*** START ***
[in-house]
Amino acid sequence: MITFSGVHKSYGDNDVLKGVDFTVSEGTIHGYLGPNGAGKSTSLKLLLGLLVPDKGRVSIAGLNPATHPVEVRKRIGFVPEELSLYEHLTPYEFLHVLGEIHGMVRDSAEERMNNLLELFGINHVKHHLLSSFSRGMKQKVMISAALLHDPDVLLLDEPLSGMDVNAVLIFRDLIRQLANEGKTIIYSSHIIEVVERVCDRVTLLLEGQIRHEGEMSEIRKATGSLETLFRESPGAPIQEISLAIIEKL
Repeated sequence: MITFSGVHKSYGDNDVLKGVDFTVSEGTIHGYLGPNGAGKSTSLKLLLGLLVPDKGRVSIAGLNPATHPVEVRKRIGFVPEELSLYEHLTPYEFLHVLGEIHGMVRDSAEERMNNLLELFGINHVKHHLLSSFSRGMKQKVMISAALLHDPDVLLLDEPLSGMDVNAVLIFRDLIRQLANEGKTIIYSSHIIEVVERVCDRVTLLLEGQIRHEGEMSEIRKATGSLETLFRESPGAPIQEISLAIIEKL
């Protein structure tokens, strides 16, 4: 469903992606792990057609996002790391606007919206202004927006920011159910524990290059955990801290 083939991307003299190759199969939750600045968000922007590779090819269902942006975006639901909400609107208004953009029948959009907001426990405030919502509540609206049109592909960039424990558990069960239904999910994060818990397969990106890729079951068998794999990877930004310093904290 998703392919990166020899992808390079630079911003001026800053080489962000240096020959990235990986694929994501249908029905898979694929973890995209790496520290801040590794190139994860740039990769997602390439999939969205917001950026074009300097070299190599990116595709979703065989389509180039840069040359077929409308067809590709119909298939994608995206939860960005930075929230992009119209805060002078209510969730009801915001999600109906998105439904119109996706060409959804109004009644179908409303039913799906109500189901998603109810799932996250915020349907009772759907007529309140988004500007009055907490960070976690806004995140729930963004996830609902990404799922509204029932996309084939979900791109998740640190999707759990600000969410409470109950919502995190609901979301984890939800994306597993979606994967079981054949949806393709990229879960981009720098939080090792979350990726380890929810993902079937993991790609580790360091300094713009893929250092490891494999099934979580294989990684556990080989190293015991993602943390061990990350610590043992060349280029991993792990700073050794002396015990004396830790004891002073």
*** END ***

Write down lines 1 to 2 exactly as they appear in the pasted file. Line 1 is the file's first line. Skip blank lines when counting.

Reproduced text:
[in-house]
Amino acid sequence: MITFSGVHKSYGDNDVLKGVDFTVSEGTIHGYLGPNGAGKSTSLKLLLGLLVPDKGRVSIAGLNPATHPVEVRKRIGFVPEELSLYEHLTPYEFLHVLGEIHGMVRDSAEERMNNLLELFGINHVKHHLLSSFSRGMKQKVMISAALLHDPDVLLLDEPLSGMDVNAVLIFRDLIRQLANEGKTIIYSSHIIEVVERVCDRVTLLLEGQIRHEGEMSEIRKATGSLETLFRESPGAPIQEISLAIIEKL